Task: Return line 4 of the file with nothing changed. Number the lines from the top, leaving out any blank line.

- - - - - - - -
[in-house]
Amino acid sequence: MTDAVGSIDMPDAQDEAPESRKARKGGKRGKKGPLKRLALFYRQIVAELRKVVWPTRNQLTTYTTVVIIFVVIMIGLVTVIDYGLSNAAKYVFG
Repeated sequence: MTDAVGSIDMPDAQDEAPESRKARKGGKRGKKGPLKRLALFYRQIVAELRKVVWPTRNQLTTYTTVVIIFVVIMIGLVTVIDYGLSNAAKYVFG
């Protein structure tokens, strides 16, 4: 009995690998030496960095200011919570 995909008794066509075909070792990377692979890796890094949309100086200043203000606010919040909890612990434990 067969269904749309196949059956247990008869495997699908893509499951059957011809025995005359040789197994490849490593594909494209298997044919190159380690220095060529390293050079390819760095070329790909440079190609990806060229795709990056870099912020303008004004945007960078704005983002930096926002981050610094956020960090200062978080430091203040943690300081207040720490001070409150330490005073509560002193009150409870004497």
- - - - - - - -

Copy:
């Protein structure tokens, strides 16, 4: 009995690998030496960095200011919570 995909008794066509075909070792990377692979890796890094949309100086200043203000606010919040909890612990434990 067969269904749309196949059956247990008869495997699908893509499951059957011809025995005359040789197994490849490593594909494209298997044919190159380690220095060529390293050079390819760095070329790909440079190609990806060229795709990056870099912020303008004004945007960078704005983002930096926002981050610094956020960090200062978080430091203040943690300081207040720490001070409150330490005073509560002193009150409870004497």